Ph.D. or Postdoc position in
University of Greifswald,
"BaltRap - The Baltic Sea and its Southern Lowlands: Proxy-Environment interactions in times of rapid changes" is a newly funded joint research network (see http://www.io-warnemuende.de/projekt/167/baltrap.html). Its focus is the coupled marine-terrestrial system of the Baltic Sea and its southern lowlands, which is highly sensitive to both natural climate forcing and human impact. To comprehensively understand the impact of rapid climate change in the southern Baltic Sea region (SBSR) and to distinguish between natural and human forcing, our BaltRap network aims, for the first time, at integrating high-resolution marine (sediments) and terrestrial (lake sediments and tree rings) proxy archives.
Within the interdisciplinary project the major task of the working group Greifswald will be to derive high quality intra-interannual proxy data (ring parameters: width, density, chemistry, anatomy) from a regional network of tree sites and species around the Baltic Sea basin. The inclusion of archeological/subfossil samples is planned as well. By linking these data to other proxies (e.g. marine and lake sediments, part of BaltRap) and calibrating them against instrumental climate and other monitoring data, statistically verifiable high resolution reconstructions of climate and landscape evolution for the research area will be developed with the special focus of understanding the varying anthropogenic influence over time.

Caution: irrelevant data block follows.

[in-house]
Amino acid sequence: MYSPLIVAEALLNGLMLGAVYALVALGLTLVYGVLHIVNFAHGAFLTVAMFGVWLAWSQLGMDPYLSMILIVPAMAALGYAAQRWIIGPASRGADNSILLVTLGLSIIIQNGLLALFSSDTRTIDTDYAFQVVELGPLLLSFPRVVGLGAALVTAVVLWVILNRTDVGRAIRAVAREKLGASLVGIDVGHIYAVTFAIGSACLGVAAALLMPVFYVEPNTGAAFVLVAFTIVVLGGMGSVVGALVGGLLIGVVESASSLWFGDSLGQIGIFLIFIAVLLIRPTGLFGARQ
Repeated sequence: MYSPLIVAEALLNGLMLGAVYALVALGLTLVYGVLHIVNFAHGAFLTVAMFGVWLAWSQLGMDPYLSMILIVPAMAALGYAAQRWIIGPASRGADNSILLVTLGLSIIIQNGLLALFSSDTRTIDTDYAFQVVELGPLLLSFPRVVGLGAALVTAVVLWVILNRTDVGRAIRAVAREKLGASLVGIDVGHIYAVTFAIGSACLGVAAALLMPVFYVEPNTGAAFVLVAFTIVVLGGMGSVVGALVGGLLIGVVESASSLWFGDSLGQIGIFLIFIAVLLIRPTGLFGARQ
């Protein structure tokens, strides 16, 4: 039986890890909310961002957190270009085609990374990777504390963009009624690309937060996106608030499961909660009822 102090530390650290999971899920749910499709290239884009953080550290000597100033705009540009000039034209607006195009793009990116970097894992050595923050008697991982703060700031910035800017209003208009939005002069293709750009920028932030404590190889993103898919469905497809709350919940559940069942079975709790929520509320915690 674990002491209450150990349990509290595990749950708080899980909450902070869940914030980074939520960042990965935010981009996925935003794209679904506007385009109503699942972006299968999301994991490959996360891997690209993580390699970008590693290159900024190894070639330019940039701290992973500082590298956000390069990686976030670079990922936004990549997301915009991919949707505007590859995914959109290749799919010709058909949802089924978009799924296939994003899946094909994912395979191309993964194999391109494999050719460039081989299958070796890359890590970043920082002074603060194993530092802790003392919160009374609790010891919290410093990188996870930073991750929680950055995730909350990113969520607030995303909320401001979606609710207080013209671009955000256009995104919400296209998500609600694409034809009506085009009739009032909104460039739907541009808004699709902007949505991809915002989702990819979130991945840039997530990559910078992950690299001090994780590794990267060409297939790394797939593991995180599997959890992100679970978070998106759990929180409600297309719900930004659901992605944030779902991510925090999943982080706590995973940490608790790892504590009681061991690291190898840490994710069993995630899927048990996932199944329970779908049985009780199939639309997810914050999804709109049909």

We are looking for highly motivated and team-oriented candidates with a strong background in forest ecology and/or Dendrochronology who have a M.Sc. or Diploma degree in biology, geography, forestry, landscape ecology, or related disciplines. Applications of candidates holding a Ph.D. are welcome.
Experience in dendroecological methods, ecological
field work, multivariate statistical analyses and
(climate)-modeling would be a major asset. Successful
applicants should be motivated to combine intense field and
laboratory work with detailed statistical analyses. Very
good English skills are required. The ideal candidate has a
proven record of scientific achievement, knowledge of the
regional landscape and will develop his/her own ideas within